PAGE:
Menu

School of Economics and Finance

People menu
Barbara Petrongolo

Barbara Petrongolo
Professor, Head of School

Location: W412
email: b.petrongolo@qmul.ac.uk
Phone: +44 20 7882 8421
Website: http://personal.lse.ac.uk/petrongo/

Office hours: Monday 11:30-12:30

Research keywords: 

Labour Economics and Public Economics

Barbara Petrongolo is a Professor of Economics at Queen Mary University of London and currently Head of the School of Economics and Finance. She is also a research associate at the Centre for Economic Performance (LSE), and a research fellow of CEPR and IZA.

Barbara’s main area of interest is applied labour economics. The focus of some of her recent contributions is the impact of job search frictions on labor market performance, with applications to unemployment dynamics, welfare policy and interdependencies across local labour markets. She has also carried out research on the causes and characteristics of gender inequalities in wages and employment rates, both in a historical perspective and across countries, with emphasis on the role of employment selection mechanisms, structural transformation, and interactions within the household.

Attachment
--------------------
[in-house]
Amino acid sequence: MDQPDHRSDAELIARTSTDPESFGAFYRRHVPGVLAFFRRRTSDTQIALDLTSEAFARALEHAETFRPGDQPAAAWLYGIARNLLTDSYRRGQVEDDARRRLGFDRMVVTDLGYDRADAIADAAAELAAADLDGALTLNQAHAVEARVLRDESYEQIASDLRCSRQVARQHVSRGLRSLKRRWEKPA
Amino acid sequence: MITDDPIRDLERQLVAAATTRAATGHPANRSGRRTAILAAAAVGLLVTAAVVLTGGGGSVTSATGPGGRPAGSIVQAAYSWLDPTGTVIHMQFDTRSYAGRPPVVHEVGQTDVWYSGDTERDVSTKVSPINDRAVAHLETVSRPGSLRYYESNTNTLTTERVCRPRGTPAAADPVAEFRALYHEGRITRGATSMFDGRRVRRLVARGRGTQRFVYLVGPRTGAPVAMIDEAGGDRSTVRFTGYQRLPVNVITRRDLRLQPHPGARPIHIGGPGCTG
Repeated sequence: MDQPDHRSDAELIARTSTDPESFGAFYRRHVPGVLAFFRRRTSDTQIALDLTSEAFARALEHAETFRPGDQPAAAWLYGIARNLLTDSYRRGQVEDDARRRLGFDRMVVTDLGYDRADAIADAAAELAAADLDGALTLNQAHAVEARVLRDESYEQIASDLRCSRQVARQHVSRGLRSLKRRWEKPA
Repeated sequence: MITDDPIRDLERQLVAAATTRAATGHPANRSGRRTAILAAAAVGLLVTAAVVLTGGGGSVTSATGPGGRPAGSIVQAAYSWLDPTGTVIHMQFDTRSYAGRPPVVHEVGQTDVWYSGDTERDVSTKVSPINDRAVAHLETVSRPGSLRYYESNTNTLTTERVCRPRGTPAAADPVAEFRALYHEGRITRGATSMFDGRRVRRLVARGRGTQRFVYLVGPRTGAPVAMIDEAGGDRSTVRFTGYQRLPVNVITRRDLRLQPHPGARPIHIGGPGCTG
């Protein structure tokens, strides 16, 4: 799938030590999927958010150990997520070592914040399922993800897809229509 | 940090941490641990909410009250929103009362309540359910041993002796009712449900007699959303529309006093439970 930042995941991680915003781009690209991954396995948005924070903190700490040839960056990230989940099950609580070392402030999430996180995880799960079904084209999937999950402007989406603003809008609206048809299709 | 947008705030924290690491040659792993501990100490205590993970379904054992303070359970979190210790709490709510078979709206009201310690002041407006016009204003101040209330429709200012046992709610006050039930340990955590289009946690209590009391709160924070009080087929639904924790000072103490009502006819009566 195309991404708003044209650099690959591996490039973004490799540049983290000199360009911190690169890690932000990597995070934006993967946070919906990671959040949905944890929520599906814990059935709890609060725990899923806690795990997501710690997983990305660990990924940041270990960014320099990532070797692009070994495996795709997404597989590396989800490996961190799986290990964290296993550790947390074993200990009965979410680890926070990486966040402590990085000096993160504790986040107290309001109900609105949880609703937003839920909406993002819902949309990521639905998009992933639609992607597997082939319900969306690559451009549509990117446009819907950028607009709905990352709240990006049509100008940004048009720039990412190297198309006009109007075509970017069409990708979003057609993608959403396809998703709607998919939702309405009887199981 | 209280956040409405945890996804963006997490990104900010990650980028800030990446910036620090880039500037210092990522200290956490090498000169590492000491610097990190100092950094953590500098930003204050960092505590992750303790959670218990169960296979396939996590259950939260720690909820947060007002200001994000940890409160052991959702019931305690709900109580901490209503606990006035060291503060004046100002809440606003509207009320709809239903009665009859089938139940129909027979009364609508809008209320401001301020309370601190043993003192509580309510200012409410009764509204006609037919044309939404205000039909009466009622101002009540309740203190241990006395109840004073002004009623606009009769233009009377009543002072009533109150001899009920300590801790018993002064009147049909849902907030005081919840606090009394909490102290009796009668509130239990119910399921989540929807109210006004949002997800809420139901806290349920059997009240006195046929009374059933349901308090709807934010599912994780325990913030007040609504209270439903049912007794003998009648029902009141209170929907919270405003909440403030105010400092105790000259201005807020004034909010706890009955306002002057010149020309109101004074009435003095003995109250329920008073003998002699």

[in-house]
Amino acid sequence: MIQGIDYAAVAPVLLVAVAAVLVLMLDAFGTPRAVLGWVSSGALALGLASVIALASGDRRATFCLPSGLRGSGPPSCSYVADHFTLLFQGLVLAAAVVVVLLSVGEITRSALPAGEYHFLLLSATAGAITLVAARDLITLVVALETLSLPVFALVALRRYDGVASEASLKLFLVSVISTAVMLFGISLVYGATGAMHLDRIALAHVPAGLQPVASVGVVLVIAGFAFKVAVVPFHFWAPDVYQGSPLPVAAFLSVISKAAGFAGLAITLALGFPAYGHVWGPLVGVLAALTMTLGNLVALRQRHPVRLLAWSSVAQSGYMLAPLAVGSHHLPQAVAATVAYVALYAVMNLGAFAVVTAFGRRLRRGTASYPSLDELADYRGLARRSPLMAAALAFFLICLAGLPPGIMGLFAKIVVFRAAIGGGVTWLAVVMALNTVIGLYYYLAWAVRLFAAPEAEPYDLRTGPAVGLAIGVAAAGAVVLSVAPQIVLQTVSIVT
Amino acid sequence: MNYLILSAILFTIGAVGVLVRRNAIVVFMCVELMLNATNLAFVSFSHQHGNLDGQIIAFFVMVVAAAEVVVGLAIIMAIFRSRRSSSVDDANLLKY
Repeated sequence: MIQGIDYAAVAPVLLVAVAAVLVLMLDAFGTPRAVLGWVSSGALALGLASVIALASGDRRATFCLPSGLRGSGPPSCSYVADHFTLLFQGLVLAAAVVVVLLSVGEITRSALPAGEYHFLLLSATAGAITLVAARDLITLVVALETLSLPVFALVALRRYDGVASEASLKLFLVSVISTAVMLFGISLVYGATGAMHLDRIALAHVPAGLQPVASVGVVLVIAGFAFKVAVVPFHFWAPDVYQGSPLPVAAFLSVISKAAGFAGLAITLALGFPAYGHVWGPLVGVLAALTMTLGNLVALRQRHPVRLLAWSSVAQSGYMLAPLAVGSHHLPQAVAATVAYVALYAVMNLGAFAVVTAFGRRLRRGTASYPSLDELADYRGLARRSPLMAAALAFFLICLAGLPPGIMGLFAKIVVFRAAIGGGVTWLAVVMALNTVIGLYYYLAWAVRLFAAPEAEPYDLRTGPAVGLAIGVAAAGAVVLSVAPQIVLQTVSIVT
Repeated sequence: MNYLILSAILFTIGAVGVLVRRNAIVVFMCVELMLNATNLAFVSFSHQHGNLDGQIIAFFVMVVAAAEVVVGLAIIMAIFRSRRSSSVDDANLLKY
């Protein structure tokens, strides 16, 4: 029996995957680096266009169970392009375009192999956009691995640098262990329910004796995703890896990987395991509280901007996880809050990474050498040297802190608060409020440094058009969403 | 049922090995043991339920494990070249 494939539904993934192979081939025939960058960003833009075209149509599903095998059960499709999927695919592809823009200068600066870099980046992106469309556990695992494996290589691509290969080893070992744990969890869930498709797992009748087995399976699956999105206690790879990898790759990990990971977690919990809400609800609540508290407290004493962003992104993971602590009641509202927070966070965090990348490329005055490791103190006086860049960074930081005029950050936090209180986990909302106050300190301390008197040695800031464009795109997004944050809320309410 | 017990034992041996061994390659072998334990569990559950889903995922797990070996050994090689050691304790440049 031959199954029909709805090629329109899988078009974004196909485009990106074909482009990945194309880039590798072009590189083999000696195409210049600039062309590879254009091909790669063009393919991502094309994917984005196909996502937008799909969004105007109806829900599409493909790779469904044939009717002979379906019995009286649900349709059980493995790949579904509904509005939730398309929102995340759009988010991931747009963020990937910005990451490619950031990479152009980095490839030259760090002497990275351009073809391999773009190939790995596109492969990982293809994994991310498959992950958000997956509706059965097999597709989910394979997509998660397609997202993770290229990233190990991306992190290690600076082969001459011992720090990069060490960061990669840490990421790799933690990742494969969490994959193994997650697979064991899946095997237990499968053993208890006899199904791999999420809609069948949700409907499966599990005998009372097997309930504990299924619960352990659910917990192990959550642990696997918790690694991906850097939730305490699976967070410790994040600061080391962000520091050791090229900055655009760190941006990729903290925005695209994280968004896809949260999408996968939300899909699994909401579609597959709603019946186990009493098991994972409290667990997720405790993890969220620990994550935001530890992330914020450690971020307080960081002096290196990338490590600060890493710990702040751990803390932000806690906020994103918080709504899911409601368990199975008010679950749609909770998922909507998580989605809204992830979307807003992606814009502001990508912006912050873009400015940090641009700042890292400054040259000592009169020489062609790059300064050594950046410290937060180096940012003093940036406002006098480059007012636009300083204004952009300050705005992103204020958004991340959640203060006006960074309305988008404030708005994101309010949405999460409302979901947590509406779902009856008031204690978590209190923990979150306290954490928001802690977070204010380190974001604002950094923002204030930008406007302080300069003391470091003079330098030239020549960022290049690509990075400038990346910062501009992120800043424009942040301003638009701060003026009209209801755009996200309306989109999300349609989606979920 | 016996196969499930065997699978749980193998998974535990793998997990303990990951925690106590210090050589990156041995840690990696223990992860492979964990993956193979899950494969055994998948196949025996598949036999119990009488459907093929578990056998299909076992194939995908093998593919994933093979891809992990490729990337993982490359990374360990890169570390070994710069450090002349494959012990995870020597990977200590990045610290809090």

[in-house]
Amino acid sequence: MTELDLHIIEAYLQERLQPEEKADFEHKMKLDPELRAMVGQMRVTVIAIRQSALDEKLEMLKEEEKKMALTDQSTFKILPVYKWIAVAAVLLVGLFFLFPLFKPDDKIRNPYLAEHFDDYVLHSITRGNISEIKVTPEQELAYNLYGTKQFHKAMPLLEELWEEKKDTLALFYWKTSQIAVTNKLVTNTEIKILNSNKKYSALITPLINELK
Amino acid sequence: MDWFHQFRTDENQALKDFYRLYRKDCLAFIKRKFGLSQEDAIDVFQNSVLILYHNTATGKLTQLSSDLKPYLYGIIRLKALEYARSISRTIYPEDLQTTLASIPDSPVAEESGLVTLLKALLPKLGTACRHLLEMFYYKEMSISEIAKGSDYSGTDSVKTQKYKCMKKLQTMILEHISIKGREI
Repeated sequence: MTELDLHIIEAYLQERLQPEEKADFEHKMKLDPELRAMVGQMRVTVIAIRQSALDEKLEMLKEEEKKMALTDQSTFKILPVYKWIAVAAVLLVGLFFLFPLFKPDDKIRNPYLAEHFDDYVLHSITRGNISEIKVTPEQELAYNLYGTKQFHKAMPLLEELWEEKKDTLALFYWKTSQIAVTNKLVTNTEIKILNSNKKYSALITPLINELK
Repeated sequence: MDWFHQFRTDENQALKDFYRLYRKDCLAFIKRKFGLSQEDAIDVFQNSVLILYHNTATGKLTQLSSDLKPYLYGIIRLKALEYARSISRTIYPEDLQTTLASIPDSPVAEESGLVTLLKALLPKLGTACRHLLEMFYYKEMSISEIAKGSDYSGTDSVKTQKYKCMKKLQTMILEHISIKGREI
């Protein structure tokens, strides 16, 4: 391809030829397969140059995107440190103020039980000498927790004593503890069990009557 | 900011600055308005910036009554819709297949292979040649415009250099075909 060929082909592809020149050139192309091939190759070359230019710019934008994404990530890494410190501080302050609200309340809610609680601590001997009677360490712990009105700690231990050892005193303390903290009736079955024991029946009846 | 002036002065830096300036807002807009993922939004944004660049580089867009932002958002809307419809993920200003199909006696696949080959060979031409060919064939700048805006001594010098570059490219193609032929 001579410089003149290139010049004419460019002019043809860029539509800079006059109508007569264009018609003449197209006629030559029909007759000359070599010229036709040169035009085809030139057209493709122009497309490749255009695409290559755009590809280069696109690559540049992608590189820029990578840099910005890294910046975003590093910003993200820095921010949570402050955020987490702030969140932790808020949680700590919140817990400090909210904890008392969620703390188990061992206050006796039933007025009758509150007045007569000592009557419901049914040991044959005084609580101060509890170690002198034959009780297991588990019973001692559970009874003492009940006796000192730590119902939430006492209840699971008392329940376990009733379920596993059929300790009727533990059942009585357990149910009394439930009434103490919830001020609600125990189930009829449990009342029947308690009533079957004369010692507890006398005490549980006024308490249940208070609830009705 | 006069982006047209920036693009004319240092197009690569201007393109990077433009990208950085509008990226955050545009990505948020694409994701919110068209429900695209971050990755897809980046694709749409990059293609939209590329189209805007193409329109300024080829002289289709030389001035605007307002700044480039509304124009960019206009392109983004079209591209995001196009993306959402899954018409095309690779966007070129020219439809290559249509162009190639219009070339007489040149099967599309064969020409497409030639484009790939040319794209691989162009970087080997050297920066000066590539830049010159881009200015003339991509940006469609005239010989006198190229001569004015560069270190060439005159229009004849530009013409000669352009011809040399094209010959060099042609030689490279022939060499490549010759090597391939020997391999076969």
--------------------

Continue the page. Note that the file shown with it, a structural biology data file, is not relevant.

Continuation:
After completing her PhD at the London School of Economics, Barbara was an assistant professor in the Economics Department at the University of Carlos III (Madrid), before returning to the LSE in 2001 as a lecturer in economics.

Publications:

“Worktime regulations and family labor supply" (joint with Dominique Goux and Eric Maurin). American Economic Review 104: 252-276, 2014.
"Job and wage mobility with minimum wages and imperfect compliance" (joint with Zvi Eckstein and Suqin Ge). Journal of Applied Econometrics 26: 580-612, 2011.
"The long-term effects of job search requirements: Evidence from the UK JSA reform". Journal of Public Economics 93: 1234-1253, 2009.
"Unequal pay or unequal employment? A cross-country analysis of gender gaps" (joint with Claudia Olivetti). Journal of Labor Economics 26: 621-654, 2008.
"A test between stock-flow matching and the random matching function approach" (joint with Melvyn Coles). International Economic Review 49: 1113-1141, 2008.

Bookmark and Share
Return to top